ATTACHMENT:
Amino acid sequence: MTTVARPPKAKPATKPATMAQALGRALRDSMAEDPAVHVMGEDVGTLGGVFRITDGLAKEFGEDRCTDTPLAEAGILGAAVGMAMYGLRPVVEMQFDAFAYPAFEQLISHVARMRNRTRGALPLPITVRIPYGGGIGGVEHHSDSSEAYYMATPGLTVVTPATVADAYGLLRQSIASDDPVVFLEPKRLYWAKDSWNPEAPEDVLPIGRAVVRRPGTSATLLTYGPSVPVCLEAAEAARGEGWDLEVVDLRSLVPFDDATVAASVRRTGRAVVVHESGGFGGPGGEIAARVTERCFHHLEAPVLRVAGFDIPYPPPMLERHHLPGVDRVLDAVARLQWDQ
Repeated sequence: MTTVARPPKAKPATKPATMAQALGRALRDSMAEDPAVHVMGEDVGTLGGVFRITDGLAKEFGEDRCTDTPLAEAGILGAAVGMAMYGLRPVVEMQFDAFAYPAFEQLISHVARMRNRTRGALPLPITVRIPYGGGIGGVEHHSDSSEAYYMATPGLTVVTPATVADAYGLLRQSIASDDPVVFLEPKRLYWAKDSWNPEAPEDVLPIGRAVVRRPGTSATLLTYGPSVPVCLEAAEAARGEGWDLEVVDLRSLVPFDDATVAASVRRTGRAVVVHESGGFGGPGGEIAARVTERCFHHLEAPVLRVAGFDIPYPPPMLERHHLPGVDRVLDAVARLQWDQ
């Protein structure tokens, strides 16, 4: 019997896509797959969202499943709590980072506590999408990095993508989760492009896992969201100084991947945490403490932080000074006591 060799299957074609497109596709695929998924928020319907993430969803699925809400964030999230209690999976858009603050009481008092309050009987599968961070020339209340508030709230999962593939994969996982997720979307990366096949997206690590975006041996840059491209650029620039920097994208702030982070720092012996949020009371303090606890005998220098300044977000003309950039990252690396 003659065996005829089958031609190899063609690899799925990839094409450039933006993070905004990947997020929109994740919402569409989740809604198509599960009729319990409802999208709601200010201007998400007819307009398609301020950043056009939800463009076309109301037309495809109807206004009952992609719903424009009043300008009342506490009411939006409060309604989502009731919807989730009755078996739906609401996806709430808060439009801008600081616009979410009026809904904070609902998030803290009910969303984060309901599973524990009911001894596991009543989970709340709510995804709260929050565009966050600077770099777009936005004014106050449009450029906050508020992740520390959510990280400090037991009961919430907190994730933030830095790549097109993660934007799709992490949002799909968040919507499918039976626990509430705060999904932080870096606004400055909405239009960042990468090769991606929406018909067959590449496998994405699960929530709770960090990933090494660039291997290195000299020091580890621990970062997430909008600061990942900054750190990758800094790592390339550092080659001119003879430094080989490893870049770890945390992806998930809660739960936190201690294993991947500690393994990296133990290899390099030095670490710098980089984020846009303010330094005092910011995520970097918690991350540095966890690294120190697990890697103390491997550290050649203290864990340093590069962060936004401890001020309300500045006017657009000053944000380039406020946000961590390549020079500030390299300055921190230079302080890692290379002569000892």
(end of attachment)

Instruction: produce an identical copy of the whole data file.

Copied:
Amino acid sequence: MTTVARPPKAKPATKPATMAQALGRALRDSMAEDPAVHVMGEDVGTLGGVFRITDGLAKEFGEDRCTDTPLAEAGILGAAVGMAMYGLRPVVEMQFDAFAYPAFEQLISHVARMRNRTRGALPLPITVRIPYGGGIGGVEHHSDSSEAYYMATPGLTVVTPATVADAYGLLRQSIASDDPVVFLEPKRLYWAKDSWNPEAPEDVLPIGRAVVRRPGTSATLLTYGPSVPVCLEAAEAARGEGWDLEVVDLRSLVPFDDATVAASVRRTGRAVVVHESGGFGGPGGEIAARVTERCFHHLEAPVLRVAGFDIPYPPPMLERHHLPGVDRVLDAVARLQWDQ
Repeated sequence: MTTVARPPKAKPATKPATMAQALGRALRDSMAEDPAVHVMGEDVGTLGGVFRITDGLAKEFGEDRCTDTPLAEAGILGAAVGMAMYGLRPVVEMQFDAFAYPAFEQLISHVARMRNRTRGALPLPITVRIPYGGGIGGVEHHSDSSEAYYMATPGLTVVTPATVADAYGLLRQSIASDDPVVFLEPKRLYWAKDSWNPEAPEDVLPIGRAVVRRPGTSATLLTYGPSVPVCLEAAEAARGEGWDLEVVDLRSLVPFDDATVAASVRRTGRAVVVHESGGFGGPGGEIAARVTERCFHHLEAPVLRVAGFDIPYPPPMLERHHLPGVDRVLDAVARLQWDQ
């Protein structure tokens, strides 16, 4: 019997896509797959969202499943709590980072506590999408990095993508989760492009896992969201100084991947945490403490932080000074006591 060799299957074609497109596709695929998924928020319907993430969803699925809400964030999230209690999976858009603050009481008092309050009987599968961070020339209340508030709230999962593939994969996982997720979307990366096949997206690590975006041996840059491209650029620039920097994208702030982070720092012996949020009371303090606890005998220098300044977000003309950039990252690396 003659065996005829089958031609190899063609690899799925990839094409450039933006993070905004990947997020929109994740919402569409989740809604198509599960009729319990409802999208709601200010201007998400007819307009398609301020950043056009939800463009076309109301037309495809109807206004009952992609719903424009009043300008009342506490009411939006409060309604989502009731919807989730009755078996739906609401996806709430808060439009801008600081616009979410009026809904904070609902998030803290009910969303984060309901599973524990009911001894596991009543989970709340709510995804709260929050565009966050600077770099777009936005004014106050449009450029906050508020992740520390959510990280400090037991009961919430907190994730933030830095790549097109993660934007799709992490949002799909968040919507499918039976626990509430705060999904932080870096606004400055909405239009960042990468090769991606929406018909067959590449496998994405699960929530709770960090990933090494660039291997290195000299020091580890621990970062997430909008600061990942900054750190990758800094790592390339550092080659001119003879430094080989490893870049770890945390992806998930809660739960936190201690294993991947500690393994990296133990290899390099030095670490710098980089984020846009303010330094005092910011995520970097918690991350540095966890690294120190697990890697103390491997550290050649203290864990340093590069962060936004401890001020309300500045006017657009000053944000380039406020946000961590390549020079500030390299300055921190230079302080890692290379002569000892």